How do you actually start a conversation about this stuff?
I know that I find it pretty simple these days, but I’m the first to admit I found it strange and awkward for quite a while. As someone who has always considered themselves well informed (and modest), what struck me the most was how little I knew about what it means to be depressed or anxious.
The preconceptions I had of these illnesses were so grand and elaborate. If I was anxious, I would be in the fetal position, shaking with fear for my life beneath my doona. If I was depressed, I would be a sobbing wreak 24/7, dampening the pages of ‘The Works of Sylvia Plath.’ All of it was very dramaqueen-esque.
These ideas are far too narrow – there is an enormous spectrum of feelings you can experience when you are anxious and/or depressed. It varies, of course, depending on the individual. Each instance is different.
Have you fully appreciated that before? I hadn’t. And it took me a time to do so. My symptoms were more demure in comparison, with thoughts along the lines of “how the bloody hell do I explain to someone I can’t go to the movies because I’m afraid to leave my house?” or, “how do I talk to my friends about my upcoming overseas trip, when everything I do feels neutral, and I can’t seem to look forward to anything anymore?” Seriously, how much more jazzy and exciting do the dramatic sequence of warning signs sound!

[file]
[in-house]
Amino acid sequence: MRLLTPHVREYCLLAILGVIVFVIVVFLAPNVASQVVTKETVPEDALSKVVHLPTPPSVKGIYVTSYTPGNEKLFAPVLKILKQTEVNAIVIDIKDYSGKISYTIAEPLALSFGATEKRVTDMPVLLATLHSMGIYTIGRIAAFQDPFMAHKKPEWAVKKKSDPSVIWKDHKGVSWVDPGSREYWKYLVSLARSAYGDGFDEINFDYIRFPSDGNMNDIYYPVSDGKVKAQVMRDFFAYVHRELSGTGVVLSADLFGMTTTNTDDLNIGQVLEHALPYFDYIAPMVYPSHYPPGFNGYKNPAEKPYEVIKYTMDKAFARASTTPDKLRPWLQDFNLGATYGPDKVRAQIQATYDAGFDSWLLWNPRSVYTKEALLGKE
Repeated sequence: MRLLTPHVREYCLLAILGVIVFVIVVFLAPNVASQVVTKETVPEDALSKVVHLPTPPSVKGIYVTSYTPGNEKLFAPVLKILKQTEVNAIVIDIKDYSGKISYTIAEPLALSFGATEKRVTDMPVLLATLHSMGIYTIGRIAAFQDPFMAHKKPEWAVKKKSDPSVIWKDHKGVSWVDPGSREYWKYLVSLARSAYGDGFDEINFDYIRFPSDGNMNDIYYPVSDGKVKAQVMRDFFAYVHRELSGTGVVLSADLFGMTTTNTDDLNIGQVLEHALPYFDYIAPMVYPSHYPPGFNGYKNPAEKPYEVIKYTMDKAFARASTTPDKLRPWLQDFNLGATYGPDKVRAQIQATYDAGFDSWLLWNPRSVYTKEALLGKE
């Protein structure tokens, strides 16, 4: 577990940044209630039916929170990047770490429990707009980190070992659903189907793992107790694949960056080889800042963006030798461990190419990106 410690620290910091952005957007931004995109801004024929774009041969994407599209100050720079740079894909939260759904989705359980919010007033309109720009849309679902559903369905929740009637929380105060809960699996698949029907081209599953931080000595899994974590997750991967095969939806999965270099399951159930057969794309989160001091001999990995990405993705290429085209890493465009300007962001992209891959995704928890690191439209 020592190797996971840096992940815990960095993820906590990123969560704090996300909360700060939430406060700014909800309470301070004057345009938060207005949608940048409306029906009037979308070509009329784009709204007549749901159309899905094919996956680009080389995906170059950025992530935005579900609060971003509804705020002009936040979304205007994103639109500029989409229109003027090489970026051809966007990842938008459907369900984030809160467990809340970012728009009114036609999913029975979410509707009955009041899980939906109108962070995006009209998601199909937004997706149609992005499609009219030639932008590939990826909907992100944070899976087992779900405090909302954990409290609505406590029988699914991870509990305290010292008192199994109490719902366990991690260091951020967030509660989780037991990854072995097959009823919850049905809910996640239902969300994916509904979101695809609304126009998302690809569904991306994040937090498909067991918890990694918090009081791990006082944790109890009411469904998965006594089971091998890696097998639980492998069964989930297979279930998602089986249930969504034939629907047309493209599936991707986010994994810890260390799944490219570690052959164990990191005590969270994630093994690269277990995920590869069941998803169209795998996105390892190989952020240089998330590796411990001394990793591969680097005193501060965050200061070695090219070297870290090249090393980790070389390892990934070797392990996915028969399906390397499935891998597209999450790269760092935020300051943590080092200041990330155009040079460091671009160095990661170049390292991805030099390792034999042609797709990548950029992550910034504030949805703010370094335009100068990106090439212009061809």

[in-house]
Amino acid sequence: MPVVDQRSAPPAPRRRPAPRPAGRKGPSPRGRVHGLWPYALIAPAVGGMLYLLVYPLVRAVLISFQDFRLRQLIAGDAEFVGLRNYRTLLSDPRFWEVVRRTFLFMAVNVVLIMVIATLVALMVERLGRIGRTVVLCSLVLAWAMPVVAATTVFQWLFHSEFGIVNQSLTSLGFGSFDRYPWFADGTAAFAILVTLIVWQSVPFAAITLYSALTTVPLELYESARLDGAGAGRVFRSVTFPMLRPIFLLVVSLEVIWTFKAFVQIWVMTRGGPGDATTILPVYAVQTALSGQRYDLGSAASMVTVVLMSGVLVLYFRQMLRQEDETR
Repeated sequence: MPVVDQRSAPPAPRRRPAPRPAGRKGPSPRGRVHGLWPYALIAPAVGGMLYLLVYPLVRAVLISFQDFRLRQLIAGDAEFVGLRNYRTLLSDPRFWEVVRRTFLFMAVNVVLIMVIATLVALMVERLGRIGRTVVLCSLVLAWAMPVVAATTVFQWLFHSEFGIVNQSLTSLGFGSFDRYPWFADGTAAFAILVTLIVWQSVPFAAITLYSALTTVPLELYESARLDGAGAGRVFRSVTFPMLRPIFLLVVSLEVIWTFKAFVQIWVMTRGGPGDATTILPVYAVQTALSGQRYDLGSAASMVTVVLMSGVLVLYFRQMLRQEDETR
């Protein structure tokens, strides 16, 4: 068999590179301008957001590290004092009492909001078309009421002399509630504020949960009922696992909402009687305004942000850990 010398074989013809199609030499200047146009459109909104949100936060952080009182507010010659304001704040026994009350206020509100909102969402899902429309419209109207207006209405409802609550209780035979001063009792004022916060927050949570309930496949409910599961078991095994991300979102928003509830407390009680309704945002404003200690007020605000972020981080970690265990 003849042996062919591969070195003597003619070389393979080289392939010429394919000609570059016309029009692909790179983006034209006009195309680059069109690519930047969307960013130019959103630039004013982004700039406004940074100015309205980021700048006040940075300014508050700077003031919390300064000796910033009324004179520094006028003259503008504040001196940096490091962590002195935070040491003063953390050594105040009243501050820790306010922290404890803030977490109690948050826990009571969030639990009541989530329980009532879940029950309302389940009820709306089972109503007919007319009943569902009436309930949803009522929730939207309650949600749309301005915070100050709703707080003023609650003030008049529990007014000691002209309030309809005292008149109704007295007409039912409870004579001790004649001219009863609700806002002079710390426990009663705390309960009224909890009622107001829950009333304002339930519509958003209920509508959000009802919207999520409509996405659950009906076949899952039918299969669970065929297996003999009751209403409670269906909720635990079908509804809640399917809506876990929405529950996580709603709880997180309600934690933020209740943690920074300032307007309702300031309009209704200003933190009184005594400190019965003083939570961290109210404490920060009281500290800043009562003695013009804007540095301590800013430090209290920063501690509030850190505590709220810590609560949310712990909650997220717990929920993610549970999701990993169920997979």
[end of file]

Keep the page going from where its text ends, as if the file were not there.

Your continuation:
The point I am trying to stress here is that regardless of the grandeur of the outward symptoms, the turmoil inside can be equal, if not greater.
Opening up about your understanding (or lack there of) about mental illness can not only benefit those around you, but also yourself. Give it a try – I think you’ll be pleasantly surprised. Also, try the Lindt Dark Chocolate with Roasted Almond – it is really delicious.